Why do you read the paper (or listen to/watch the news) every day? Certainly not for an objective account of events. Because surely you’re aware of editorial bias – what gets in (or not), where it goes, and how much space it gets there. And reporter bias – who gets interviewed, what gets asked (or not), and what gets put at the beginning of the piece.
And how it’s said. To describe an incident with complete objectivity is to give a phenomenological account. And anyone who’s taken Phenomenology 101 knows how difficult that is. Even to say “There is a brown house” is to have made an assumption, is to have imposed your subjectivity. You can’t see the house. From your perspective, standing in front of it, all you see is one, or maybe two walls. You assume there’s a third and a fourth. Your subjectivity fills in the gaps. All the time.
It gets worse. Is the glass half empty or half full? One description is positive, the other is negative.
And worse still. Consider something as simple as an accident report. You begin with “A serious accident occurred…” Well, right away you’re in trouble. Who says it’s serious? How serious is serious? Serious to who? You’ve expressed your opinion. Furthermore, you’ve assumed it was an accident. My guess it that you didn’t speak to the drivers. Maybe it was intentional.
Try again. To say “A ran into B” is to put it in rather aggressive terms. “A hit B” is almost as bad. “Car A hit Car B” is a little better. “Car A collided with Car B” is even better, but still you’ve suggested that A is to blame (because it did the doing – colliding or whatever); maybe Car B got in the way of Car A. “Car A and Car B collided” is better still, but only “Car A and Car B occupied the same space at the same point in time” is really objective.
Now consider the difficulty of reporting something involving more than inanimate objects. For example, people. Consider “The fight continues between the Board and the Union…” To call it a fight is to describe a whole set of attributes (animosity, competition) which may or may not be present. And, in any case, I don’t think everyone agrees on when an interaction involving those attributes actually becomes a fight – again, it’s a subjective call. “The struggle to find a common ground continues…” is better, but still, you’ve called it a struggle, you’ve again put your own opinion into the report. To say “The negotiations continued…” is perhaps most accurate, most objective. But you’d better stop there: even to add “for yet another day” suggests it’s going on too long – an opinion. The thing is this: purely objective reports are boring; to make the news interesting, to sucker you into reading it, it’s make subjective.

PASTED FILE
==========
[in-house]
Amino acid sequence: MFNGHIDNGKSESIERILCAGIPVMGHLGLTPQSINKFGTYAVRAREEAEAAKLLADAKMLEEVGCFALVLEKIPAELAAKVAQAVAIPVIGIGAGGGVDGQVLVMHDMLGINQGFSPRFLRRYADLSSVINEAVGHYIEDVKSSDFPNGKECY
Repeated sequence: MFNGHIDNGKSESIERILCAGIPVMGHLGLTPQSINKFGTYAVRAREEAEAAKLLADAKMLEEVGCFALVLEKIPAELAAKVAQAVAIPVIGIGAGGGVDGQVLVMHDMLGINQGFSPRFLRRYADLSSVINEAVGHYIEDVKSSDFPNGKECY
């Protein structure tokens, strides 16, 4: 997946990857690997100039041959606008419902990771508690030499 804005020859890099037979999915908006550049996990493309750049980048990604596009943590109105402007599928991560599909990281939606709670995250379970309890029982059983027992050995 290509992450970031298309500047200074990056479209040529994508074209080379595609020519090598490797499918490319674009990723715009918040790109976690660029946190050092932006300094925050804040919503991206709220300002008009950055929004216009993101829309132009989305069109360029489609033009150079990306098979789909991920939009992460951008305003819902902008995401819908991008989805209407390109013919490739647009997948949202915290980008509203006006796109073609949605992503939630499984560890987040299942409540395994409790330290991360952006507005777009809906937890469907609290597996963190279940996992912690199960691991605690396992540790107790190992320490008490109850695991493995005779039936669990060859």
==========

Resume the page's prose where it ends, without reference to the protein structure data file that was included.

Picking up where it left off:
It’s also made exciting. Loud noises are exciting. At the very least, they get our attention. And conflict, more than resolution, seems associated with loud noises. So conflict gets covered more than resolution. And things involving neither get covered as if they were conflicts, as if there is some problem, some difficulty. (And certainly any problem or difficulty that is there gets emphasized, even exaggerated.) So you read the paper for excitement (get a life) – but not only is it vicarious excitement, it’s fabricated, fake excitement.
Even if the news accounts were objective, why do you read so many of them every day? (Now commentary, that would actually be useful – it could make sense of the accounts.) I just want to know what’s going on, people say. But why? Does it give you a feeling of control to know? Anyone who gave it half a thought would feel less, not more, powerful knowing about problems they could not or would not solve.
Truth is, people read the paper because, well, people have always read the paper – it’s what you do, every morning or on your break or after work. People in general are a rather thoughtless bunch. And they pay with the skewered world view they thereby acquire.